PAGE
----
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Crystallin, alpha B (CRYAB) antibody
|Synonyms||CRYA2, CTPP2, HSPB5, Crya2, HspB5, Crya-2, AACRYA, CRYAB, DKFZp468D2015, Cryab|
Human, Cow (Bovine)
Alternatives Western Blotting (WB), ELISA
|10 references available|
|Quantity||50ug (1mg/mL) (Variants)|
|Price||181.50 $ Plus shipping costs $45.00|
|Availability||Will be delivered in 3 to 4 Business Days|
|Alternative name||Alpha B Crystallin|
|Immunogen||Native Alpha B Crystallin|
The alpha-crystallins are major water-soluble lens structural proteins of the vertebrate eye that are related to the small heat shock protein family. The alpha-crystallins possess structural and functional similarities with Hsp25 and Hsp27. Mammalian lens cystallins are divided into alpha, beta and gamma families. Alpha and beta families are further divided into acidic and basic groups (Alpha-A and Alpha-B respectively). In the lens, alpha-crystallin primarily functions to maintain proper refractive index, however it can also function as a molecular chaperone that binds to the denatured proteins, keeping them in solution and thereby maintaining the translucency of the lens. When cellular stress occurs, alpha-crystallin enters its’ phosphorylated state and may serve a structural control function and play a role in protein maintenance. In addition to their interaction with proteins, alpha-crystallins also interact with native molecules such as membrane proteins, Golgi matrix protein, structural proteins, nuclear proteins and DNA. Two other functions are an autokinase activity and participation in the intracellular architecture, and it has also been proven that both alpha-A and B prevent apoptosis by inhibiting caspases. Specifically, alpha-B cystallin is found in many cells and organs outside the lens, and alpha B is overexpressed in several neurological disorders and in cell lines under stress conditions.
Synonyms: AACRYA, CRYA2, CRYAB, CTPP2, HspB5, NY Ren 27 antigen antibody, alpha crystallin B antibody
|Characteristics||Accession Number: NP_001876.1|
|Specificity||Detects a band at ~20kDa (Predicted mol. weight is ~21kDa) corresponding to alphaB-crystallin. Does not cross-react with alphaA-crystallin, betaL-crystallin, betaH-crystallin, gamma-crystallin, Hsp25, Hsp27 or Hsp47 proteins.|
|Sensitivity||0.5 µg/mL of SMC-159 was sufficient for detection of 50ng purified alpha B crystalline by colorimetric immunoblot analysis using Goat anti-mouse IgG:HRP as the secondary antibody.|
|Application Notes||1:2000 (WB)|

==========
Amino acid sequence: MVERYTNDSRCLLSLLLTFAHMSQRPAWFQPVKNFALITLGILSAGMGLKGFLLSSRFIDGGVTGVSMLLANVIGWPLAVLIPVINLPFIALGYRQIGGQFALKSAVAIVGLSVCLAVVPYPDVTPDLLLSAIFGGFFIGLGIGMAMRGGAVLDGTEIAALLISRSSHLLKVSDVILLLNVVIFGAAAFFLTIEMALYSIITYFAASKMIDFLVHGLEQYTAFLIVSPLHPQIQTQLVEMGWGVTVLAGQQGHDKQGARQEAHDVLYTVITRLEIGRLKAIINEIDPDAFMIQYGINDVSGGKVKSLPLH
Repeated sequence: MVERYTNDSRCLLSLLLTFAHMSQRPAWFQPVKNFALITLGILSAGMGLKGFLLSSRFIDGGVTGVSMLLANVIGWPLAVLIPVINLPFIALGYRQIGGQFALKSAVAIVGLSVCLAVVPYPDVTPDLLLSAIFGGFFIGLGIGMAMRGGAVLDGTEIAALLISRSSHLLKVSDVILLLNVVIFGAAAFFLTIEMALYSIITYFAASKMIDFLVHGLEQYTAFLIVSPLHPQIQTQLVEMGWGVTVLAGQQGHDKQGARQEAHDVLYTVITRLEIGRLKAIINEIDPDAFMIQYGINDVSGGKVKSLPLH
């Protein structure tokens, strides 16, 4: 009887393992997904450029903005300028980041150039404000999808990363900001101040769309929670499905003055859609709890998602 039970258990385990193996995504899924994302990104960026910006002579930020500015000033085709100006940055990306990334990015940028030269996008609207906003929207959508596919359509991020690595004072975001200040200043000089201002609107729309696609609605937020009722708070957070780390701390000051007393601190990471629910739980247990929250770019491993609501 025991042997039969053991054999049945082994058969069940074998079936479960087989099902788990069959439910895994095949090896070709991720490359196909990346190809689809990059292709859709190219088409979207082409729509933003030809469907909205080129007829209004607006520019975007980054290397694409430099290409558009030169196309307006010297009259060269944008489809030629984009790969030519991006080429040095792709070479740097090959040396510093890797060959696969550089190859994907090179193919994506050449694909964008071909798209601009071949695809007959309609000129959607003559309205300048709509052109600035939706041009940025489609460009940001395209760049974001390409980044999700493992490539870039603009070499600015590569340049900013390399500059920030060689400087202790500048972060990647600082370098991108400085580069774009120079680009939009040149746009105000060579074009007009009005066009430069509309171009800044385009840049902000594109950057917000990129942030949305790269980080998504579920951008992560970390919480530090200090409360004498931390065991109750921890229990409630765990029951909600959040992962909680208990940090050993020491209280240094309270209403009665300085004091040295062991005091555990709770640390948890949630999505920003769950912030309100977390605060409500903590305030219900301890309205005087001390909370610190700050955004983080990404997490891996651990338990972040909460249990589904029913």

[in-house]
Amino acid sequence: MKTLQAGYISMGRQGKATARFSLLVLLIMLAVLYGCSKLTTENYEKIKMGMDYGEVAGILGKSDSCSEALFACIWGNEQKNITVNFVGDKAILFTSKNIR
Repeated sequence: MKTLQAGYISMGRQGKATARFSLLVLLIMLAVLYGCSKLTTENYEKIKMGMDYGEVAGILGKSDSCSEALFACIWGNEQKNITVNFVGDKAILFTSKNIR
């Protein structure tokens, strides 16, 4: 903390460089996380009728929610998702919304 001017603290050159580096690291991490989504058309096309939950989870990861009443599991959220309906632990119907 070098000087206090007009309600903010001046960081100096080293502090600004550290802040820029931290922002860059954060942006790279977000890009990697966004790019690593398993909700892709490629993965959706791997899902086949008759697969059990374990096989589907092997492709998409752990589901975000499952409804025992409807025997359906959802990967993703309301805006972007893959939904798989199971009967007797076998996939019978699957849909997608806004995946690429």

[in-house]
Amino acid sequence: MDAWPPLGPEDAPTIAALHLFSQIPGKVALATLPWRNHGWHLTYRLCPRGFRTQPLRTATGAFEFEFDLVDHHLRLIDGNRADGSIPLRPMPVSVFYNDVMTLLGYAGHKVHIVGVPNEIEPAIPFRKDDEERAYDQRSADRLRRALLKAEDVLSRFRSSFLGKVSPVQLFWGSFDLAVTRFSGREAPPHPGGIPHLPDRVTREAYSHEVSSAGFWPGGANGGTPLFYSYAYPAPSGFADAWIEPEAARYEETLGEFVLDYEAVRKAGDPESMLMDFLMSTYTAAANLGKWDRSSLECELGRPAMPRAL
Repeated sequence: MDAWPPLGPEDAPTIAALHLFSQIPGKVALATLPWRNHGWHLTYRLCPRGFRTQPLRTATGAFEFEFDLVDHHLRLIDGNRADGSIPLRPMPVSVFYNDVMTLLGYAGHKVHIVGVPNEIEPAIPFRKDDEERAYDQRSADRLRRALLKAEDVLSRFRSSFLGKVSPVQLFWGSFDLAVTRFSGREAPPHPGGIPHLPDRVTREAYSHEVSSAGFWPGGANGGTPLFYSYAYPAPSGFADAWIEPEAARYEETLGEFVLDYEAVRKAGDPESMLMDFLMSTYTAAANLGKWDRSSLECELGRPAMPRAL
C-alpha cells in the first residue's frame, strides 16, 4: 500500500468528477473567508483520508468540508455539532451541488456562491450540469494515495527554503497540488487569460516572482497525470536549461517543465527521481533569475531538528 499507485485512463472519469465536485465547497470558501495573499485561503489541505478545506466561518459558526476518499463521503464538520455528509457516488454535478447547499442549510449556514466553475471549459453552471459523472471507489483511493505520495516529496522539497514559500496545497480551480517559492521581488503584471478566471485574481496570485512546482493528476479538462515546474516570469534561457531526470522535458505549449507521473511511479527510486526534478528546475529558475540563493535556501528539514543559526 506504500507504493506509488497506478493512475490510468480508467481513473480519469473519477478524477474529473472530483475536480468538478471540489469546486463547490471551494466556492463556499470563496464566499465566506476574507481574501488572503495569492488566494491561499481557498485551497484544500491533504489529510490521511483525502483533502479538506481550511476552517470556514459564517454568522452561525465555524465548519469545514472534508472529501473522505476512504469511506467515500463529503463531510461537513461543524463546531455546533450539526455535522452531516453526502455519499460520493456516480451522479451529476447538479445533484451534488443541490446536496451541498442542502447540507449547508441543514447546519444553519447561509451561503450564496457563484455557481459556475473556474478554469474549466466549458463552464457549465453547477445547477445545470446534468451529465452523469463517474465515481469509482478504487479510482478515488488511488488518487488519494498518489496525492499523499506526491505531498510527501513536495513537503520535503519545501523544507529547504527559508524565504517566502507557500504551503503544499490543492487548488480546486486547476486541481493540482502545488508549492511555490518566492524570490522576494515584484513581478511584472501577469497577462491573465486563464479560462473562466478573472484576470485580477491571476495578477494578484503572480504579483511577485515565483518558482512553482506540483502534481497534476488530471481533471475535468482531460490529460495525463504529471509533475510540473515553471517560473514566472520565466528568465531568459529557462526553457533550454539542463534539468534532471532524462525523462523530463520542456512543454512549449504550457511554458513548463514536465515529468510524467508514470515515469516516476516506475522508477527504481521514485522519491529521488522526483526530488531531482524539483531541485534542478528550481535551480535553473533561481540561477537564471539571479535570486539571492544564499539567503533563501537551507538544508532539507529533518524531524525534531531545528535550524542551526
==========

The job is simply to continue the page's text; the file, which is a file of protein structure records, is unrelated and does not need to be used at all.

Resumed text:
|Purification||Protein G Purified|
|Buffer||PBS pH7.2, in 50% glycerol|
|Storage||Store at -20° C. Shipping Conditions: Blue Ice or 4° C|
|Storage Shipping Temp Max||Blue Ice or 4 °C|
|Research Area||Heat Shock Proteins, Cancer, Tyrosine Kinases|
|Restrictions||For Research Use only|
|Alpha B Crystallin (1A7 D5), AlphaA (L), AlphaB (R).|
Horwitz: "Alpha-crystallin can function as a molecular chaperone." in: Proceedings of the National Academy of Sciences of the United States of America, Vol. 89, Issue 21, pp. 10449-53, 1992 (PubMed).
Merck, Groenen, Voorter et al.: "Structural and functional similarities of bovine alpha-crystallin and mouse small heat-shock protein. A family of chaperones." in: The Journal of biological chemistry, Vol. 268, Issue 2, pp. 1046-52, 1993 (PubMed).
Head, Goldman: "Small heat shock proteins, the cytoskeleton, and inclusion body formation." in: Neuropathology and applied neurobiology, Vol. 26, Issue 4, pp. 304-12, 2000 (PubMed).
Cobb, Petrash: "alpha-Crystallin chaperone-like activity and membrane binding in age-related cataracts." in: Biochemistry, Vol. 41, Issue 2, pp. 483-90, 2002 (PubMed).
Horwitz: "Alpha-crystallin." in: Experimental eye research, Vol. 76, Issue 2, pp. 145-53, 2003 (PubMed).
Bullard, Ferguson, Minajeva et al.: "Association of the chaperone alphaB-crystallin with titin in heart muscle." in: The Journal of biological chemistry, Vol. 279, Issue 9, pp. 7917-24, 2004 (PubMed).
Gangalum, Schibler, Bhat: "Small heat shock protein alphaB-crystallin is part of cell cycle-dependent Golgi reorganization." in: The Journal of biological chemistry, Vol. 279, Issue 42, pp. 43374-7, 2004 (PubMed).
Maddala, Rao: "alpha-Crystallin localizes to the leading edges of migrating lens epithelial cells." in: Experimental cell research, Vol. 306, Issue 1, pp. 203-15, 2005 (PubMed).
Yaung, Jin, Barron et al.: "alpha-Crystallin distribution in retinal pigment epithelium and effect of gene knockouts on sensitivity to oxidative stress." in: Molecular vision, Vol. 13, pp. 566-77, 2007 (PubMed).
Ochala, Gustafson, Llano Diez et al.: "Preferential skeletal muscle myosin loss in response to mechanical silencing in a novel rat intensive care unit model: Underlying mechanisms." in: The Journal of physiology, 2011 (PubMed).